The website Tripbase offer information for would-be travel writers, on the whole very sensible and useful for prospective scribes.
The introduction -The harsh realities laid bare- is both sobering and spot-on: Travel writing is a tough and competitive business, a trade for which one needs to have plenty of persistence and low financial expectations – the payscale the site offers for different jobs such as guidebook or feature article writing is very interesting and pretty acurate. Prospective Paul Therouxs are advised that a fat bank account helps in the initial stages. An antipathy to a regular family life is almost a must-have. A fair amount of luck is also needed to make some kind of success.
I can only confirm this. It’s a long slog, but an interesting one. Here´s an interview by Rolf Potts about my work.
Even after being widely published for almost a decade, making a living from travel writing alone , if I were to choose such a path, would still be difficult. There just isn’t enough well-paid work going round for everyone anymore. In the face of collapsing print-runs and less interest in in-depth reportage, magazines and newspapers rarely send freelancers on lengthy assignments these days.
Branching out into other writing jobs has enabled me to make a modest but decent living and enjoy an absolutely amazing life, packed with countless special and often amazing and outlandish experiences. Right now, with the print media industry in partial meltdown, most seasoned journalists advise to branch out into other aspects of the trade. If you have written a guidebook, try and sell articles on the same subject, become an expert in that subject rather than in writing guidebooks. Take photos or film while researching a travel story. Explore online and digital possibilities, that market is slowly getting serious.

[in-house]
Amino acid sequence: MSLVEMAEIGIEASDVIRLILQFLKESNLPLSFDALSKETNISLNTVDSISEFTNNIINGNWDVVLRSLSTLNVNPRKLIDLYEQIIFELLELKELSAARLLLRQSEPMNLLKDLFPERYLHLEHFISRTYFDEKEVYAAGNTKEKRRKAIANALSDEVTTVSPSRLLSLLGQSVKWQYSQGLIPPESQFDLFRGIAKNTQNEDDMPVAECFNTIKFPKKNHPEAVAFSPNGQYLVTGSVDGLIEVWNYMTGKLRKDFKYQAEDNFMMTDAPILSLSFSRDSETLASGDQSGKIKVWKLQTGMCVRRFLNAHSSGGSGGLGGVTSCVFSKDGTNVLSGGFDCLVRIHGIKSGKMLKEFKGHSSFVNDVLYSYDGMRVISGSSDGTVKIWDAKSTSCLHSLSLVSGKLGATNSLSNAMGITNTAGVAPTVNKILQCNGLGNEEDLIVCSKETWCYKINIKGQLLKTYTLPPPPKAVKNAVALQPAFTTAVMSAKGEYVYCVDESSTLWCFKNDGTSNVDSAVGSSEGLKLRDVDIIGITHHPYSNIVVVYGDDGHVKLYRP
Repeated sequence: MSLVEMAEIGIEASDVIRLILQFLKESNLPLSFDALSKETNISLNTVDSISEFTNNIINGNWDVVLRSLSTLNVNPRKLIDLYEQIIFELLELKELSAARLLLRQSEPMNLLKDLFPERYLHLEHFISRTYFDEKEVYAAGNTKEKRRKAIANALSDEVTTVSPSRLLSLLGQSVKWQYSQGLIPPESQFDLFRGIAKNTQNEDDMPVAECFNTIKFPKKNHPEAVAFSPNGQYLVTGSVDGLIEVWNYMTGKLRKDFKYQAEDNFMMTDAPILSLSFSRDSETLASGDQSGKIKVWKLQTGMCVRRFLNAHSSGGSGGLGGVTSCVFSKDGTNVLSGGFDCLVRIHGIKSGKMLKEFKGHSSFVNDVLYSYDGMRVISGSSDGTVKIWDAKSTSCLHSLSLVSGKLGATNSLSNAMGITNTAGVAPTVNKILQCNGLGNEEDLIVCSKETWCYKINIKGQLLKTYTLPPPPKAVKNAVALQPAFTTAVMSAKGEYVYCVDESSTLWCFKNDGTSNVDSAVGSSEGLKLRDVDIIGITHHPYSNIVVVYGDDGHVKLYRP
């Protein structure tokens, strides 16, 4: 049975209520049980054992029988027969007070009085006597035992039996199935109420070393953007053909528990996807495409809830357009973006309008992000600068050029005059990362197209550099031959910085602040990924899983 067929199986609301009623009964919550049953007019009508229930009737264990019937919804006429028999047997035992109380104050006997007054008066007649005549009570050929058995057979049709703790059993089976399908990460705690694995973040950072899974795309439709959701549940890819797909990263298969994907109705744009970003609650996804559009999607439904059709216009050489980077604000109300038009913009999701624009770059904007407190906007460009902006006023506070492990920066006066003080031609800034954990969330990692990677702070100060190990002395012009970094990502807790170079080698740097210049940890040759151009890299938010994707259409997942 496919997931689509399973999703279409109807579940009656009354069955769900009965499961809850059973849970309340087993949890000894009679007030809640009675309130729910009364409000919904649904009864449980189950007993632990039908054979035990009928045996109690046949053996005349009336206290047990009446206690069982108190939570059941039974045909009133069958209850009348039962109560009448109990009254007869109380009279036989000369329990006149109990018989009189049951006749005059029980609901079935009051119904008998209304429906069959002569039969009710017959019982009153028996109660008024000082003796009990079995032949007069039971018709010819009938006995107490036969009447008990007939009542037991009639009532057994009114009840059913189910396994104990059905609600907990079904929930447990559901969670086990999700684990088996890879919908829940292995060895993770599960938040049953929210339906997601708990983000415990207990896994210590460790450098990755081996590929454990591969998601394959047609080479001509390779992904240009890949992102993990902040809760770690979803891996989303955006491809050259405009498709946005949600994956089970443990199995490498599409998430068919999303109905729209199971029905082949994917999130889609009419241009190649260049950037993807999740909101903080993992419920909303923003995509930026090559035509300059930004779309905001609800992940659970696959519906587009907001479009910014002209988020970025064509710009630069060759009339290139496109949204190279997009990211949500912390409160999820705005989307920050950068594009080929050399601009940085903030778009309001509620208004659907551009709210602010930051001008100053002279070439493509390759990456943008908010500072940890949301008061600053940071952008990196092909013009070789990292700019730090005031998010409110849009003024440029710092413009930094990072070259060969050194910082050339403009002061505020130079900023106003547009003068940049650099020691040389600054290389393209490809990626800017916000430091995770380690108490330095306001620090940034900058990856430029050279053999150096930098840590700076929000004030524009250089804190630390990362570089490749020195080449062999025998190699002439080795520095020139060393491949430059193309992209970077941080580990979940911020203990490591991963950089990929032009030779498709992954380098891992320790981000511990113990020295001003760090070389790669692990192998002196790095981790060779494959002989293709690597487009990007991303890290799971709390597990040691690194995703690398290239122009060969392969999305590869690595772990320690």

For me, the greatest benefit to being a freelance writer is the ability to choose the story, and for the most part, the angle. I see the world and I write about it and I am grateful for almost every platform I am being offered for what is essentially my experience and my opinion.
Ian Fleming, creator of James Bond and brother of famous travel writer Peter Fleming wrote in 1962, “Above all, being a comparatively successful writer is a good life.”
To all the prospective travel writers out there, enjoy the road and, if you really can’t cope with the ever-decreasing rates offered by guidebook publishers or commissioning editors, be sure to write a good spy novel.
Photo of a travel writer about to catch sunburn by Luke Duggleby, captured on the way to Ko Tonsay, Rabbit Island, Southeast Cambodia, on assignment for the Asia Wall Street Journal, 2010 .